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Real Talk: Make Time for Your Well-Woman Visit

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  • Written By: Diane Rabalais, WHNP, APRN-CNP
Real Talk: Make Time for Your Well-Woman Visit

“So, how are you doing?”

This seemingly innocent question is part of conversations all day, every day. If you’re like most people, your answer is “I’m fine.” You may think most people don’t want the real answer anyway, right?

As a women’s health nurse practitioner I want you to know one thing – now more than ever, it’s important to make time for conversations about your health.

As women, we often put our health and well-being on the back burner. But the truth is, balancing the needs of your family or career can cause stress and anxiety. In addition, subtle hormonal changes can raise your risk of high blood pressure, heart disease and other chronic illnesses.

That’s why I encourage all women to make their annual well-woman visit a priority. As an essential part of your self-care routine, this visit screens for disease, infection and cancer.

Lightbox message board that says #Take Care Of Yourself

Here are some of the health screenings your provider may recommend at your next annual well-woman visit depending on your age and risk factors:

Pelvic Exam

Pelvic exams are recommended starting at age 21 for healthy women to look for any irregularities. But a woman who has heavy bleeding, painful periods or unusual vaginal discharge might need a pelvic exam sooner.

Pap Screening

Pap screenings are important because they detect cervical cell changes that could lead to cervical cancer caused by the human papillomavirus (HPV). In 2020, there were over 13,000 cases of cervical cancer with an estimated 4,200 plus deaths related to cervical cancer. Gynecologists recommend a Pap smear starting at age 21 and then every three years for women in their 20s.

Source: American Cancer Society

Clinical Breast Exams and Mammograms

1 in 8 women will develop breast cancer in her life. In 2021, it’s expected that over 43,000 women will die from breast cancer. Clinical breast exams, mammograms and breast self-awareness can help identify cancer early when it’s more treatable.

Source: Centers for Disease Control (CDC)

Bone Health Density Screening

Osteoporosis affects about 25% (1 in 4) of women who are 65 years or older. Bone density screenings are recommended for all women age 65 and older, and for younger women at higher than normal risk for a fracture.

Source: CDC


Colorectal cancer, the second leading cancer killer in the United States, is also one of the most preventable and curable cancers. A routine colonoscopy saves lives. The recommended age for a colonoscopy begins at 45 and continues every ten years after. However, if you have risk factors or a family history of colorectal health issues, a colonoscopy may be recommended sooner.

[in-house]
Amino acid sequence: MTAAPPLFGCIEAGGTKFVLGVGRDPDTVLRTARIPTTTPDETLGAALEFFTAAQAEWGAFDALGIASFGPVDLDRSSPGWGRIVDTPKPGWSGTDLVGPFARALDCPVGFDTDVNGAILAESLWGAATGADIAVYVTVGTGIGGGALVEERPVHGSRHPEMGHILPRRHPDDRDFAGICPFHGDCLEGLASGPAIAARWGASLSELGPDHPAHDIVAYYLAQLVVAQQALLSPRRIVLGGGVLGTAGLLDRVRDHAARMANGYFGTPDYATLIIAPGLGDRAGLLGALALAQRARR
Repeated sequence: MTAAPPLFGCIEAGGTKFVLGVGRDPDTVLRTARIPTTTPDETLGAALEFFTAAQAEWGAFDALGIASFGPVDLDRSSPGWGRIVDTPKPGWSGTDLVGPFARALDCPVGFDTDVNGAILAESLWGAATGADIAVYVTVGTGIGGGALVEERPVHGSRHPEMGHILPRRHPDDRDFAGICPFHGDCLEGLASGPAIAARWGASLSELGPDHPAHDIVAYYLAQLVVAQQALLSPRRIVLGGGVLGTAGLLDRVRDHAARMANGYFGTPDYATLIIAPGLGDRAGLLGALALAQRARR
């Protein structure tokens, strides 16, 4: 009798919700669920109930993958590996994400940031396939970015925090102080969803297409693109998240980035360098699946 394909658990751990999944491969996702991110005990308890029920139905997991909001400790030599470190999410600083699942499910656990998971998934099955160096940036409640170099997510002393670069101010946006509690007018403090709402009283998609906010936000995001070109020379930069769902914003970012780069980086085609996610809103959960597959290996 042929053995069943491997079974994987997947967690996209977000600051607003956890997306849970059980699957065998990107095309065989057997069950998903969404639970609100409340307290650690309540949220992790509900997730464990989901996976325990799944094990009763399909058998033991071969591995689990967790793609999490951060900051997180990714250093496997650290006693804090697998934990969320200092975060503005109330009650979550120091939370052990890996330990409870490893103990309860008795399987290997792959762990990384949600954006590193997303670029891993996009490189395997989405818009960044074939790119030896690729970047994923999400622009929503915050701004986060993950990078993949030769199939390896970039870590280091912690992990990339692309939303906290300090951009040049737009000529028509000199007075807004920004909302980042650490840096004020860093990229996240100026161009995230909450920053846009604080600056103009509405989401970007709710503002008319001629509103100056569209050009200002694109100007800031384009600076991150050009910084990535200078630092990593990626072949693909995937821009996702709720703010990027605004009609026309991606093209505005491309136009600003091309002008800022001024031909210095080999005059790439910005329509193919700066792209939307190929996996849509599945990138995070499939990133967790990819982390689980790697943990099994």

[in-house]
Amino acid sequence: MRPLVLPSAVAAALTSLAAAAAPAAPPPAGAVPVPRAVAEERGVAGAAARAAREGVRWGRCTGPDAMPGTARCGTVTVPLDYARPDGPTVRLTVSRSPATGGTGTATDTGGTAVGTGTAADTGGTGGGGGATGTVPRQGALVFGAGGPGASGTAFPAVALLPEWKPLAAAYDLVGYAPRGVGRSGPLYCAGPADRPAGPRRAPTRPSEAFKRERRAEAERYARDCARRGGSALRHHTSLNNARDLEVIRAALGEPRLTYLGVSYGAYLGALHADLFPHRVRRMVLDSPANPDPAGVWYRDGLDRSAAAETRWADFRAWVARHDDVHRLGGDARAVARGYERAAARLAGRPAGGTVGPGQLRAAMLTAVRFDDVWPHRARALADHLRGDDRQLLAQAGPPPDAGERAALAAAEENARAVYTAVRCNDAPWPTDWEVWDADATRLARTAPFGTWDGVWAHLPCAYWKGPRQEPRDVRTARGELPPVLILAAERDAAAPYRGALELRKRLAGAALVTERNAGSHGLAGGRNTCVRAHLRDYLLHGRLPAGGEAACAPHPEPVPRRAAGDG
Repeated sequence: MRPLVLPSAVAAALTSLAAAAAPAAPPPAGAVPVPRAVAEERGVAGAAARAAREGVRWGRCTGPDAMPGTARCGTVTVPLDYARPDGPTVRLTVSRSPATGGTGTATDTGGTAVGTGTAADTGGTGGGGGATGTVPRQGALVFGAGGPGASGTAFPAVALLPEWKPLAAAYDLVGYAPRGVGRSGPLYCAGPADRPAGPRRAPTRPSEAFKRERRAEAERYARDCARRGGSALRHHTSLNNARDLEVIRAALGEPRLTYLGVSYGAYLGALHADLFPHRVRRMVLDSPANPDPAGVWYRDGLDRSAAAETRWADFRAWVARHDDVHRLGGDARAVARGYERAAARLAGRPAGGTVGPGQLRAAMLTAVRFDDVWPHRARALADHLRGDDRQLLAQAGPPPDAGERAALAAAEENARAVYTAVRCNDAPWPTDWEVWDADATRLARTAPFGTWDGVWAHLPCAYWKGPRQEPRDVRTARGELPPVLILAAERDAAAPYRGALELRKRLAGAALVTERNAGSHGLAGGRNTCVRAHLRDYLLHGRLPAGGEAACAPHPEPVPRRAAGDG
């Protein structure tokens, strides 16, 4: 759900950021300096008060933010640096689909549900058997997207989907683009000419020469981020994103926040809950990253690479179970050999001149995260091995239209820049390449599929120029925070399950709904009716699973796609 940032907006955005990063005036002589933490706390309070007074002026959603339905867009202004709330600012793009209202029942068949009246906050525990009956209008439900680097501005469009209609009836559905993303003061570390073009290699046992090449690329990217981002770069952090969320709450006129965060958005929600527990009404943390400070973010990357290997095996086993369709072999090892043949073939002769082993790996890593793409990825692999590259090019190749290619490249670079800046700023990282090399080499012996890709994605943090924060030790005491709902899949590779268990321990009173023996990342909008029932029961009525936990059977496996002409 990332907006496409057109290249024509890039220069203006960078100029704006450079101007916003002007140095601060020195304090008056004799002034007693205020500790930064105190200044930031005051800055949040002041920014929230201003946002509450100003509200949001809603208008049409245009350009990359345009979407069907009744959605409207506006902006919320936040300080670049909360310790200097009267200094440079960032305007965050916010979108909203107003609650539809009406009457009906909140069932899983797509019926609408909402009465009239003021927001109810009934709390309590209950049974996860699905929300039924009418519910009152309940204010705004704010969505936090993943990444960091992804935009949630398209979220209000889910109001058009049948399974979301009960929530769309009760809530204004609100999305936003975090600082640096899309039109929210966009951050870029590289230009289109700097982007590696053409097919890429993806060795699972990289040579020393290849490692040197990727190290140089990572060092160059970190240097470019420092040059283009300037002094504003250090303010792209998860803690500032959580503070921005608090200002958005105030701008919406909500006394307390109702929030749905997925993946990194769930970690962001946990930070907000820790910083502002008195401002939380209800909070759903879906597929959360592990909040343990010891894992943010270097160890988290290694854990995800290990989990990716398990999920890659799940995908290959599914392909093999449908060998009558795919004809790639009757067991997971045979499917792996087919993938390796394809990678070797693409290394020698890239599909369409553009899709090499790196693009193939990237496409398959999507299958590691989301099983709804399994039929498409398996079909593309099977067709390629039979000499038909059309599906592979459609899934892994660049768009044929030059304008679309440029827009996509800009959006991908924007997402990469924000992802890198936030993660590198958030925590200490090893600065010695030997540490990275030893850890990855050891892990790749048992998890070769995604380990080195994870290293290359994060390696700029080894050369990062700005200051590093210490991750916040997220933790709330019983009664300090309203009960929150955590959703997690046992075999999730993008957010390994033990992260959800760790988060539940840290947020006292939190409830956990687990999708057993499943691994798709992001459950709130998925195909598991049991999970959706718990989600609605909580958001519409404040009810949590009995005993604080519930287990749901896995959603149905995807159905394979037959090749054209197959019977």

Heart Health

Did you know that stroke and heart disease are the leading causes of death in women in the United States? Monitoring your cholesterol and blood pressure can catch potential issues early to prevent more serious illness down the road.

Source: CDC

Glucose Screening

Diabetes is the 7th leading cause of death in the U.S. Glucose screenings generally start at age 45, but depending on your family history, weight, and other risk factors, these screenings could begin earlier.

Source: CDC

Thyroid Screening

Brain fog, weight gain and hair loss are symptoms of thyroid dysfunction. Thyroid screenings are typically recommended for women age 35 and older, unless you have family history or risk factors.

Schedule you annual well-woman visit today. It’s a time to talk, be heard, ask all the questions and learn how to stay healthy. To get the conversation started at Magnolia Obstetrics & Gynecology, call (985) 230-7650 or visit

Diane Rabalais, WHNP, APRN-CNP is a nurse practitioner at Magnolia Obstetrics & Gynecology, where she provides health care for women through all stages of life. Diane’s approach to patient care is centered on kindness. She believes that kindness and an open ear are the best tools for creating a space for the candid conversations that make a difference in her patients’ health.

Diane began her nursing career in Labor & Delivery at North Oaks Medical Center, where she worked for 10 years before becoming a certified women’s health nurse practitioner. A lover of the outdoors, Diane’s favorite past times include four-wheeling, fishing and camping with her family. Get to know more about Diane at